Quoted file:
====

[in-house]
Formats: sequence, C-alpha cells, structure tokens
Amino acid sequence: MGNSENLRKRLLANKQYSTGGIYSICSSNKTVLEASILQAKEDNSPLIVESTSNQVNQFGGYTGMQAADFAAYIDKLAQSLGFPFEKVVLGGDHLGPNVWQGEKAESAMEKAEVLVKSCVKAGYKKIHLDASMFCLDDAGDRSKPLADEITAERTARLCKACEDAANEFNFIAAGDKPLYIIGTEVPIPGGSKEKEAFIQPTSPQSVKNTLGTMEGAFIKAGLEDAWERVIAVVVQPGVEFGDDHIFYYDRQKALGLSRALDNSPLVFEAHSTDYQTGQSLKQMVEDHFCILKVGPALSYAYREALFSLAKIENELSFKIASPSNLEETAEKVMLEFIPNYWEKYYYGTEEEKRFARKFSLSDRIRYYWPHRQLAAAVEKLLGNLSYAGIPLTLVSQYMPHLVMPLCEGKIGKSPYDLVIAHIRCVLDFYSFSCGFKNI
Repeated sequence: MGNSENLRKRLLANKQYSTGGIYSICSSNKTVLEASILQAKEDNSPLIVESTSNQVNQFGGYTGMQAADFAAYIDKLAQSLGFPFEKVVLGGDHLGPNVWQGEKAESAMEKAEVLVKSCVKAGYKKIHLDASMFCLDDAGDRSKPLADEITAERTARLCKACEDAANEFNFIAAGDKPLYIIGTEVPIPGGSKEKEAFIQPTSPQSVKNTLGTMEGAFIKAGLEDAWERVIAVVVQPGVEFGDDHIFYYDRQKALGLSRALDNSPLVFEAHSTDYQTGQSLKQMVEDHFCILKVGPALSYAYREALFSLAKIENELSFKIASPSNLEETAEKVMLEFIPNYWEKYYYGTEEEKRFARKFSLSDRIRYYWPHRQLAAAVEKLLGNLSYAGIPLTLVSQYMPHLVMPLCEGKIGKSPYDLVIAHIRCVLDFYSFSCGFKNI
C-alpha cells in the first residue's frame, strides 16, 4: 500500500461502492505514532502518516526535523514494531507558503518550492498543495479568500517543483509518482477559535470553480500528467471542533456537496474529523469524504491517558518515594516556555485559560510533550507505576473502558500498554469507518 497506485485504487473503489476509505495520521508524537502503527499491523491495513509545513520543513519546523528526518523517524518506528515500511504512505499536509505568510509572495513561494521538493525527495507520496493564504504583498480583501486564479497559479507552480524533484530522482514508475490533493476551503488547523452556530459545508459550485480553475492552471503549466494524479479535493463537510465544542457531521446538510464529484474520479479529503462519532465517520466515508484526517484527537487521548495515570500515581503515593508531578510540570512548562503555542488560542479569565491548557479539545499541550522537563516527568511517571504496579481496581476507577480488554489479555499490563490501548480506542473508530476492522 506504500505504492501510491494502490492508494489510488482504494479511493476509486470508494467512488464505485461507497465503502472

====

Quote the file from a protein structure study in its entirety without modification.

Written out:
[in-house]
Formats: sequence, C-alpha cells, structure tokens
Amino acid sequence: MGNSENLRKRLLANKQYSTGGIYSICSSNKTVLEASILQAKEDNSPLIVESTSNQVNQFGGYTGMQAADFAAYIDKLAQSLGFPFEKVVLGGDHLGPNVWQGEKAESAMEKAEVLVKSCVKAGYKKIHLDASMFCLDDAGDRSKPLADEITAERTARLCKACEDAANEFNFIAAGDKPLYIIGTEVPIPGGSKEKEAFIQPTSPQSVKNTLGTMEGAFIKAGLEDAWERVIAVVVQPGVEFGDDHIFYYDRQKALGLSRALDNSPLVFEAHSTDYQTGQSLKQMVEDHFCILKVGPALSYAYREALFSLAKIENELSFKIASPSNLEETAEKVMLEFIPNYWEKYYYGTEEEKRFARKFSLSDRIRYYWPHRQLAAAVEKLLGNLSYAGIPLTLVSQYMPHLVMPLCEGKIGKSPYDLVIAHIRCVLDFYSFSCGFKNI
Repeated sequence: MGNSENLRKRLLANKQYSTGGIYSICSSNKTVLEASILQAKEDNSPLIVESTSNQVNQFGGYTGMQAADFAAYIDKLAQSLGFPFEKVVLGGDHLGPNVWQGEKAESAMEKAEVLVKSCVKAGYKKIHLDASMFCLDDAGDRSKPLADEITAERTARLCKACEDAANEFNFIAAGDKPLYIIGTEVPIPGGSKEKEAFIQPTSPQSVKNTLGTMEGAFIKAGLEDAWERVIAVVVQPGVEFGDDHIFYYDRQKALGLSRALDNSPLVFEAHSTDYQTGQSLKQMVEDHFCILKVGPALSYAYREALFSLAKIENELSFKIASPSNLEETAEKVMLEFIPNYWEKYYYGTEEEKRFARKFSLSDRIRYYWPHRQLAAAVEKLLGNLSYAGIPLTLVSQYMPHLVMPLCEGKIGKSPYDLVIAHIRCVLDFYSFSCGFKNI
C-alpha cells in the first residue's frame, strides 16, 4: 500500500461502492505514532502518516526535523514494531507558503518550492498543495479568500517543483509518482477559535470553480500528467471542533456537496474529523469524504491517558518515594516556555485559560510533550507505576473502558500498554469507518 497506485485504487473503489476509505495520521508524537502503527499491523491495513509545513520543513519546523528526518523517524518506528515500511504512505499536509505568510509572495513561494521538493525527495507520496493564504504583498480583501486564479497559479507552480524533484530522482514508475490533493476551503488547523452556530459545508459550485480553475492552471503549466494524479479535493463537510465544542457531521446538510464529484474520479479529503462519532465517520466515508484526517484527537487521548495515570500515581503515593508531578510540570512548562503555542488560542479569565491548557479539545499541550522537563516527568511517571504496579481496581476507577480488554489479555499490563490501548480506542473508530476492522 506504500505504492501510491494502490492508494489510488482504494479511493476509486470508494467512488464505485461507497465503502472